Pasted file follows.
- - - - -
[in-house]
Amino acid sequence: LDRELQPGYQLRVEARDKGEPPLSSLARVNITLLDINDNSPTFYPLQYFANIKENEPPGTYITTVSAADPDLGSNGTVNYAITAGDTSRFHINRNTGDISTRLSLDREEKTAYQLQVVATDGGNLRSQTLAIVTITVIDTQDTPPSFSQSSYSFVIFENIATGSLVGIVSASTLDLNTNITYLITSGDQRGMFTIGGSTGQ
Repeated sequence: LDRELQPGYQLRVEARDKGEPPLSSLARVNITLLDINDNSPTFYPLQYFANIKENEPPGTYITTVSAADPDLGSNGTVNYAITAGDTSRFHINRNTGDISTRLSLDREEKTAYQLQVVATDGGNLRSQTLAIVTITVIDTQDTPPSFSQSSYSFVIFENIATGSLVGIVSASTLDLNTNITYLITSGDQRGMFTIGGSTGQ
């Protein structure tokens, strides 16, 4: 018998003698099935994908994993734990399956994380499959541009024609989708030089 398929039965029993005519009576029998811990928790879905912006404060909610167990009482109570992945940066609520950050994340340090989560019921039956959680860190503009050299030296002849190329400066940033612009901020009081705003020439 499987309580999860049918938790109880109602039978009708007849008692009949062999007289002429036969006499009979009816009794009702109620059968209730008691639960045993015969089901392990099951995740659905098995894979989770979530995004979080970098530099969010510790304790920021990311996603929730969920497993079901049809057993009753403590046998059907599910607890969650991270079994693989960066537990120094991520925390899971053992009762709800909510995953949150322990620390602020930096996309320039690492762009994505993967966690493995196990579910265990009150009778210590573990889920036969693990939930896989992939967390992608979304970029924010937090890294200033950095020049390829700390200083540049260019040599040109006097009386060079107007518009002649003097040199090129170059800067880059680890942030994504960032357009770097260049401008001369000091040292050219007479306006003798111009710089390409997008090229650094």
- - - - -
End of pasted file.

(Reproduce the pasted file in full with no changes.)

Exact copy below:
[in-house]
Amino acid sequence: LDRELQPGYQLRVEARDKGEPPLSSLARVNITLLDINDNSPTFYPLQYFANIKENEPPGTYITTVSAADPDLGSNGTVNYAITAGDTSRFHINRNTGDISTRLSLDREEKTAYQLQVVATDGGNLRSQTLAIVTITVIDTQDTPPSFSQSSYSFVIFENIATGSLVGIVSASTLDLNTNITYLITSGDQRGMFTIGGSTGQ
Repeated sequence: LDRELQPGYQLRVEARDKGEPPLSSLARVNITLLDINDNSPTFYPLQYFANIKENEPPGTYITTVSAADPDLGSNGTVNYAITAGDTSRFHINRNTGDISTRLSLDREEKTAYQLQVVATDGGNLRSQTLAIVTITVIDTQDTPPSFSQSSYSFVIFENIATGSLVGIVSASTLDLNTNITYLITSGDQRGMFTIGGSTGQ
């Protein structure tokens, strides 16, 4: 018998003698099935994908994993734990399956994380499959541009024609989708030089 398929039965029993005519009576029998811990928790879905912006404060909610167990009482109570992945940066609520950050994340340090989560019921039956959680860190503009050299030296002849190329400066940033612009901020009081705003020439 499987309580999860049918938790109880109602039978009708007849008692009949062999007289002429036969006499009979009816009794009702109620059968209730008691639960045993015969089901392990099951995740659905098995894979989770979530995004979080970098530099969010510790304790920021990311996603929730969920497993079901049809057993009753403590046998059907599910607890969650991270079994693989960066537990120094991520925390899971053992009762709800909510995953949150322990620390602020930096996309320039690492762009994505993967966690493995196990579910265990009150009778210590573990889920036969693990939930896989992939967390992608979304970029924010937090890294200033950095020049390829700390200083540049260019040599040109006097009386060079107007518009002649003097040199090129170059800067880059680890942030994504960032357009770097260049401008001369000091040292050219007479306006003798111009710089390409997008090229650094």